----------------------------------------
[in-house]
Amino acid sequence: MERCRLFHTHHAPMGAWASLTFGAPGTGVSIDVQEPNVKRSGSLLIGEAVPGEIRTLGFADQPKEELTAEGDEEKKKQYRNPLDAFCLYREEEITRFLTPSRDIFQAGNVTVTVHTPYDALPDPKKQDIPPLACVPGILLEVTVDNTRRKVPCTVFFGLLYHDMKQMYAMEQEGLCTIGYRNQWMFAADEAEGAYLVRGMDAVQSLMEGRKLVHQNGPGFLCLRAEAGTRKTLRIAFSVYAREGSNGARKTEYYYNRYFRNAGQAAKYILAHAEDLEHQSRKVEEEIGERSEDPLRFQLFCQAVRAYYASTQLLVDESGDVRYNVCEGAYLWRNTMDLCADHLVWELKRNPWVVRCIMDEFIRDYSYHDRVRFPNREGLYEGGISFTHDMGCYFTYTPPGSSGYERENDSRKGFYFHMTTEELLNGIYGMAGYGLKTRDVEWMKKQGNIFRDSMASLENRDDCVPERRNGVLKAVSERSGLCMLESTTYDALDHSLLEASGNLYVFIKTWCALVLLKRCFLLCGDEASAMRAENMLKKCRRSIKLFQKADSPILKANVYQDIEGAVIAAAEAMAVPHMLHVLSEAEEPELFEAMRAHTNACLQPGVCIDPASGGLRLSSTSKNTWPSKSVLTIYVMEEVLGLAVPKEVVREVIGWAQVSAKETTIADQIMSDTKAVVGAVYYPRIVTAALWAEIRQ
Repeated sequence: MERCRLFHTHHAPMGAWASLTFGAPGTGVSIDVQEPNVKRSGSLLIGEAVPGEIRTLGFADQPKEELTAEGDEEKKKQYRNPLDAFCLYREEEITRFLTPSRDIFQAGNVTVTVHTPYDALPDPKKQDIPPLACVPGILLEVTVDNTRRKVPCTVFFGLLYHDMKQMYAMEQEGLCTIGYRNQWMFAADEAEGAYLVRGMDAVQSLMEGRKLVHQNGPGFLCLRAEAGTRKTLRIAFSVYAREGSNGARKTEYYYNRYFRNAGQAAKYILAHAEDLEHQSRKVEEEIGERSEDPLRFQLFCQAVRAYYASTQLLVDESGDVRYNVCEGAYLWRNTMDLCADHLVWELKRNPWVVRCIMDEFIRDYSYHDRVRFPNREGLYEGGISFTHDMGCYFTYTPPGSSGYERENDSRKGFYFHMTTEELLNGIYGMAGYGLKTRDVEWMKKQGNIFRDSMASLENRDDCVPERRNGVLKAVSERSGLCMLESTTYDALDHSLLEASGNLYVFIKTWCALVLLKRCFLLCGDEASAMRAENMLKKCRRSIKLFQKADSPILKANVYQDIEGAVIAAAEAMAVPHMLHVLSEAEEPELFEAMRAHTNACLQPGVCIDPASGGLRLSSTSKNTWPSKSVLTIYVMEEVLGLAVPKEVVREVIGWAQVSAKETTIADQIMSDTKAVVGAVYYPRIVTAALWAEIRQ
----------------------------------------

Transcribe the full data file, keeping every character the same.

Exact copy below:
[in-house]
Amino acid sequence: MERCRLFHTHHAPMGAWASLTFGAPGTGVSIDVQEPNVKRSGSLLIGEAVPGEIRTLGFADQPKEELTAEGDEEKKKQYRNPLDAFCLYREEEITRFLTPSRDIFQAGNVTVTVHTPYDALPDPKKQDIPPLACVPGILLEVTVDNTRRKVPCTVFFGLLYHDMKQMYAMEQEGLCTIGYRNQWMFAADEAEGAYLVRGMDAVQSLMEGRKLVHQNGPGFLCLRAEAGTRKTLRIAFSVYAREGSNGARKTEYYYNRYFRNAGQAAKYILAHAEDLEHQSRKVEEEIGERSEDPLRFQLFCQAVRAYYASTQLLVDESGDVRYNVCEGAYLWRNTMDLCADHLVWELKRNPWVVRCIMDEFIRDYSYHDRVRFPNREGLYEGGISFTHDMGCYFTYTPPGSSGYERENDSRKGFYFHMTTEELLNGIYGMAGYGLKTRDVEWMKKQGNIFRDSMASLENRDDCVPERRNGVLKAVSERSGLCMLESTTYDALDHSLLEASGNLYVFIKTWCALVLLKRCFLLCGDEASAMRAENMLKKCRRSIKLFQKADSPILKANVYQDIEGAVIAAAEAMAVPHMLHVLSEAEEPELFEAMRAHTNACLQPGVCIDPASGGLRLSSTSKNTWPSKSVLTIYVMEEVLGLAVPKEVVREVIGWAQVSAKETTIADQIMSDTKAVVGAVYYPRIVTAALWAEIRQ
Repeated sequence: MERCRLFHTHHAPMGAWASLTFGAPGTGVSIDVQEPNVKRSGSLLIGEAVPGEIRTLGFADQPKEELTAEGDEEKKKQYRNPLDAFCLYREEEITRFLTPSRDIFQAGNVTVTVHTPYDALPDPKKQDIPPLACVPGILLEVTVDNTRRKVPCTVFFGLLYHDMKQMYAMEQEGLCTIGYRNQWMFAADEAEGAYLVRGMDAVQSLMEGRKLVHQNGPGFLCLRAEAGTRKTLRIAFSVYAREGSNGARKTEYYYNRYFRNAGQAAKYILAHAEDLEHQSRKVEEEIGERSEDPLRFQLFCQAVRAYYASTQLLVDESGDVRYNVCEGAYLWRNTMDLCADHLVWELKRNPWVVRCIMDEFIRDYSYHDRVRFPNREGLYEGGISFTHDMGCYFTYTPPGSSGYERENDSRKGFYFHMTTEELLNGIYGMAGYGLKTRDVEWMKKQGNIFRDSMASLENRDDCVPERRNGVLKAVSERSGLCMLESTTYDALDHSLLEASGNLYVFIKTWCALVLLKRCFLLCGDEASAMRAENMLKKCRRSIKLFQKADSPILKANVYQDIEGAVIAAAEAMAVPHMLHVLSEAEEPELFEAMRAHTNACLQPGVCIDPASGGLRLSSTSKNTWPSKSVLTIYVMEEVLGLAVPKEVVREVIGWAQVSAKETTIADQIMSDTKAVVGAVYYPRIVTAALWAEIRQ